Don’t use Ids in your domain entities!

How often do you see code like this in your domain model?

public void Ship(int orderId, int customerId, string address)


    Shipment shipment = _existingShipments.Single(x => x.OrderId == orderId);

    if (shipment.CustomerId == customerId)


        // Do something



Seems pretty good, doesn’t it? Well, it doesn’t. I’ve already pointed using Ids in domain entities as a bad practice, but I see developers – even sophisticated ones – write such code over and over again, so this topic definitely deserves a separate article.


One of the main DDD principles is separation of concerns. You should isolate your domain model from non-domain logic as fully as possible to avoid complexity overhead. That is especially true for domain entities because they are heart of your application.

Ids are essentially persistence logic implementation details; they have no relation to your domain. For example, you could use composite primary key instead of single-column key, but the meaning of the code would remain the same:

// Single-column key

if (shipment1.Id == shipment2.Id)


    // The shipments match



// Multi-column key

if (shipment1.Id1 == shipment2.Id1 && shipment1.Id2 == shipment2.Id2)


    // The shipments match


In addition to poor separation of concerns, the use of Ids breaks entities’ encapsulation (aka Law of Demeter, aka Tell Don’t Ask):

// Seems nice

if (shipment1.Id == shipment2.Id)




// Still not bad

if (shipment1.Customer.Id == shipment2.Customer.Id)




// Well, maybe that’s enough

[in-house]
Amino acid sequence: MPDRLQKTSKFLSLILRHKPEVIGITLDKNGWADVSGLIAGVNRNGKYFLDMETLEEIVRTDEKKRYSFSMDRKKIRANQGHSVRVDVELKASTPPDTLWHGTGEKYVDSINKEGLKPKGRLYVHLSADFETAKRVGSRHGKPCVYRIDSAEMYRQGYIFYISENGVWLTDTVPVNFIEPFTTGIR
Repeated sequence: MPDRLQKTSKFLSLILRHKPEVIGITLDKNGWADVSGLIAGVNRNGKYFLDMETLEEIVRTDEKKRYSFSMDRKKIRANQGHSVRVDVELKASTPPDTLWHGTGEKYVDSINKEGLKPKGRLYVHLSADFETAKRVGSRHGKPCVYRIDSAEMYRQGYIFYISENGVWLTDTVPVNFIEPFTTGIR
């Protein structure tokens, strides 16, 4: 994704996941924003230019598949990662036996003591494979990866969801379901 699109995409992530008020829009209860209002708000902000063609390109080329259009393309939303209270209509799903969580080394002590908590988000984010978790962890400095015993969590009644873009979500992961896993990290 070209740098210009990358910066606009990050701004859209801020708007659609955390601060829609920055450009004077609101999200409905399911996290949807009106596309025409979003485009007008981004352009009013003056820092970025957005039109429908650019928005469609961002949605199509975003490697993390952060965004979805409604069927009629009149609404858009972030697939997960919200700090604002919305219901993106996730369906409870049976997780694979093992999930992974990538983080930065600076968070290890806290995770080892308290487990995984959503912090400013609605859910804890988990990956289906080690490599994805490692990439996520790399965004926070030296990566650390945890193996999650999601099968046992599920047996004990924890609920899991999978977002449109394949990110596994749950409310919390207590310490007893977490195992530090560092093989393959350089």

if (shipment1.Customer.Address.Id == shipment2.Customer.Address.Id)




// Stop it!

if (shipment1.Customer.Address.City == shipment2.Customer.Address.City

    && shipment1.Customer.Address.Street == shipment2.Customer.Address.Street

    && shipment1.Customer.Address.State == shipment2.Customer.Address.State

    && shipment1.Customer.Address.Post == shipment2.Customer.Address.Post)



The last statement has an obvious design smell: it violates entities’ encapsulation. The first (and the other two) statement has essentially the same drawback, the only difference between them is size of the code.


You don’t need Ids to operate your domain objects. In most cases, all you need is define equality members in the base entity class so that you could rewrite your code like this:

if (shipment1 == shipment2)


    // The shipments match



if (shipment1.Equals(shipment2))


    // The shipments match


Also, Ids in domain entities often indicate a hidden abstraction:

public void Deliver(

    int fromAddressId,

    int toAddressId,

    int orderId,

    int customerId)


    if (_existingShipments.Any(x =>

        x.FromAddressId == fromAddressId &&

        x.ToAddressId == toAddressId &&

        x.OrderId == orderId &&

        x.CustomerId == customerId))


        // Attach to existing shipment




        // Create new one



In this example, Ids can be encapsulated in a separate entity:

public void Deliver(Shipment shipment)


    if (_existingShipments.Contains(shipment))


        // Attach to existing shipment




        // Create new one



Such approach allows to keep complexity under control hiding all of the implementation details underneath of a separate entity.

I must point out an important note, though. All stated above refers to domain entities only. You can – and should – use Ids in infrastructure and application services, because Ids are natural for objects identification. Such application services operate on a different level of abstraction: they need Ids to map domain entities to database tables, to identify a web page requested by user and so on; they don’t contain any domain logic.


Ids in domain entities is a design smell. In most cases, they indicate poor entity encapsulation. If you want proper separation of concerns, you should reduce the number of Ids in your domain entities to as low as possible.

Heavy Ids usage is common for anemic model. There’s nothing wrong in it if you have a simple CRUD-like application. But if your application is large and complex, you should definitely choose rich model instead of anemic one, and thus, don’t use Ids in your domain classes.

Related articles:

Edit 2019-03-12:

A long overdue clarification:

Clarification on when to use Ids


  • disqus_kCEFVbbFLB